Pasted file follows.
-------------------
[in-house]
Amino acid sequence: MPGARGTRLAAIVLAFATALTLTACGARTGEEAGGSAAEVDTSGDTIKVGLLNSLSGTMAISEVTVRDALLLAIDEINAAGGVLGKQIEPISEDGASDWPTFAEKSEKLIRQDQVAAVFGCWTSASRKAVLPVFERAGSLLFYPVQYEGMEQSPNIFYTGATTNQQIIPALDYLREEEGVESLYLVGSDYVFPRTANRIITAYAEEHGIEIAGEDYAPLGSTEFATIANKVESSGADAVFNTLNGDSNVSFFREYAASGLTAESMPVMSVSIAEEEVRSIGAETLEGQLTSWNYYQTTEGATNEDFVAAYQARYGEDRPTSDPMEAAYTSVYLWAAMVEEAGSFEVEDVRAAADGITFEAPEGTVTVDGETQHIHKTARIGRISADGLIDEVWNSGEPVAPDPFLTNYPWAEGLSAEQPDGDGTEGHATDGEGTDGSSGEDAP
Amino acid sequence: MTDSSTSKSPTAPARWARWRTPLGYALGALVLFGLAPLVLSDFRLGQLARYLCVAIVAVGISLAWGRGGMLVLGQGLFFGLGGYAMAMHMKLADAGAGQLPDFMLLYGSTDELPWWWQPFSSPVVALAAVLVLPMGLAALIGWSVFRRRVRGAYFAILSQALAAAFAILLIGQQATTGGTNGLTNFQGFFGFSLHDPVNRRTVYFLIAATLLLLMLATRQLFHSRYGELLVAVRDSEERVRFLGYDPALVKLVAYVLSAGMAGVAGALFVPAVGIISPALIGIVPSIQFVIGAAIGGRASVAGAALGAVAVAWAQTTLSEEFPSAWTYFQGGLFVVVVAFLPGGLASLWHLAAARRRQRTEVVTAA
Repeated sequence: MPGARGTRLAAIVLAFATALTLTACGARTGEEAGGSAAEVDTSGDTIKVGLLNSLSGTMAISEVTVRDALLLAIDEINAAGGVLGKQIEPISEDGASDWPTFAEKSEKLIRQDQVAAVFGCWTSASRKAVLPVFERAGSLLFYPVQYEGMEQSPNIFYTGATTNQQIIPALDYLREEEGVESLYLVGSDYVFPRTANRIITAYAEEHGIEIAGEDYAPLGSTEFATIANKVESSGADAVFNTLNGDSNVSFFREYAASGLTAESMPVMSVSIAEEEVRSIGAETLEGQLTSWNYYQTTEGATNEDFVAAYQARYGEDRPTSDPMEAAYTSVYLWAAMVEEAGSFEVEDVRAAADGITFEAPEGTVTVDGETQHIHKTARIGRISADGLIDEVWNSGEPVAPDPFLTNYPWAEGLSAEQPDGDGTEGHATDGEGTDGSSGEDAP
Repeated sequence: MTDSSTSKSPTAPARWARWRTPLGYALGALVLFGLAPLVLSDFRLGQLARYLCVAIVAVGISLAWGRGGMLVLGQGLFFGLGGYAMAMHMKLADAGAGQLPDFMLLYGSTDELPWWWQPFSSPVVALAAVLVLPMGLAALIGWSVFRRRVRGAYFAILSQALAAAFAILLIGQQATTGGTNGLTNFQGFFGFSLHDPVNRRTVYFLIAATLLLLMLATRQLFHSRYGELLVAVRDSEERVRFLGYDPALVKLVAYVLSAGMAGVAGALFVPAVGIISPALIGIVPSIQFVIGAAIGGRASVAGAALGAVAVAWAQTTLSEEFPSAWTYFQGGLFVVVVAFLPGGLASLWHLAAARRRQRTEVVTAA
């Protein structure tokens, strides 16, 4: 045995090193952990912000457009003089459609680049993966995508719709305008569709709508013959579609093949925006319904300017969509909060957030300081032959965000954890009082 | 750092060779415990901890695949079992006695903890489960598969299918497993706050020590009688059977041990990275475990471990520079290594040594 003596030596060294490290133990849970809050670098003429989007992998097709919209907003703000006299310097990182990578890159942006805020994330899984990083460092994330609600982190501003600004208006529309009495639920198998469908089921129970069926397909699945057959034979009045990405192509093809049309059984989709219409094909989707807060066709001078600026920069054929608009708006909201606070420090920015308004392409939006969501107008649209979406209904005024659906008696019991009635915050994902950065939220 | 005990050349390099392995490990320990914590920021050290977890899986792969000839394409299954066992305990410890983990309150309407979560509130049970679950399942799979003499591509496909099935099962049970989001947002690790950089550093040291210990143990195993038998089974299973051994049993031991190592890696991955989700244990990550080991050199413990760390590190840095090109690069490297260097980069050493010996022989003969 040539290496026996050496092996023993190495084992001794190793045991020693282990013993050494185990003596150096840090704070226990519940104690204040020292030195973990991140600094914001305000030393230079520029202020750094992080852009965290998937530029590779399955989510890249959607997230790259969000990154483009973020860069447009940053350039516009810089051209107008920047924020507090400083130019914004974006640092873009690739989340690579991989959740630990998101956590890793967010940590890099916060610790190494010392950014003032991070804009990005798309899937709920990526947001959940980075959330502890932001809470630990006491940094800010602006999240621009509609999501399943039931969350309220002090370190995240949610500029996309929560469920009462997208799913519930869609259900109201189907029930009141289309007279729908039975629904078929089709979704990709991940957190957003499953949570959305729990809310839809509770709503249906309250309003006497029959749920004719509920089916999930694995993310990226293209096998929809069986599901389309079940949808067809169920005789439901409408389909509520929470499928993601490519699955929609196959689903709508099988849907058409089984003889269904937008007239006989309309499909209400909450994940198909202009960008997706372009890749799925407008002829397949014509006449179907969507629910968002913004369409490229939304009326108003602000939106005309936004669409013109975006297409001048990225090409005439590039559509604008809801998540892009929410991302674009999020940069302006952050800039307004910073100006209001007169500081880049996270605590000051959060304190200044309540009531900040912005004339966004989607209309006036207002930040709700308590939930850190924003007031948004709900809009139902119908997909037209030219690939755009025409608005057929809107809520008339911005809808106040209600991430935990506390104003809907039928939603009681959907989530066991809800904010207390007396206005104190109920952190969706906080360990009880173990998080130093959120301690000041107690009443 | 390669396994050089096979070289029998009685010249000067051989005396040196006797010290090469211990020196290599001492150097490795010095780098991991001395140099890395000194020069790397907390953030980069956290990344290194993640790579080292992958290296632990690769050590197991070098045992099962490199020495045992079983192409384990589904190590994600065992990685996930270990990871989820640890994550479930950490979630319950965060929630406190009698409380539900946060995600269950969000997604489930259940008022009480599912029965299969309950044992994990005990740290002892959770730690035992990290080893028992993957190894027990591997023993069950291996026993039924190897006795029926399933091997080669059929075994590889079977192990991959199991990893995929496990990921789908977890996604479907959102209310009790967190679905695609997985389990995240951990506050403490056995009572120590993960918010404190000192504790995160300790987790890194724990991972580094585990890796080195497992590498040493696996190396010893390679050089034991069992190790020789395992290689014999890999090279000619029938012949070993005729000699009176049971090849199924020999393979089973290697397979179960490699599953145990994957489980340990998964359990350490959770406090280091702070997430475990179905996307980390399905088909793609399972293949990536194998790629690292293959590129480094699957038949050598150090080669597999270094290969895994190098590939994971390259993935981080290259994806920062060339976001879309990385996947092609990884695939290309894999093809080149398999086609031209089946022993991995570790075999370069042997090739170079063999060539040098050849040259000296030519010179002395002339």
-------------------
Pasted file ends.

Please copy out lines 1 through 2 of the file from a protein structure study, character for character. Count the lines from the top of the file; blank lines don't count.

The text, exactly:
[in-house]
Amino acid sequence: MPGARGTRLAAIVLAFATALTLTACGARTGEEAGGSAAEVDTSGDTIKVGLLNSLSGTMAISEVTVRDALLLAIDEINAAGGVLGKQIEPISEDGASDWPTFAEKSEKLIRQDQVAAVFGCWTSASRKAVLPVFERAGSLLFYPVQYEGMEQSPNIFYTGATTNQQIIPALDYLREEEGVESLYLVGSDYVFPRTANRIITAYAEEHGIEIAGEDYAPLGSTEFATIANKVESSGADAVFNTLNGDSNVSFFREYAASGLTAESMPVMSVSIAEEEVRSIGAETLEGQLTSWNYYQTTEGATNEDFVAAYQARYGEDRPTSDPMEAAYTSVYLWAAMVEEAGSFEVEDVRAAADGITFEAPEGTVTVDGETQHIHKTARIGRISADGLIDEVWNSGEPVAPDPFLTNYPWAEGLSAEQPDGDGTEGHATDGEGTDGSSGEDAP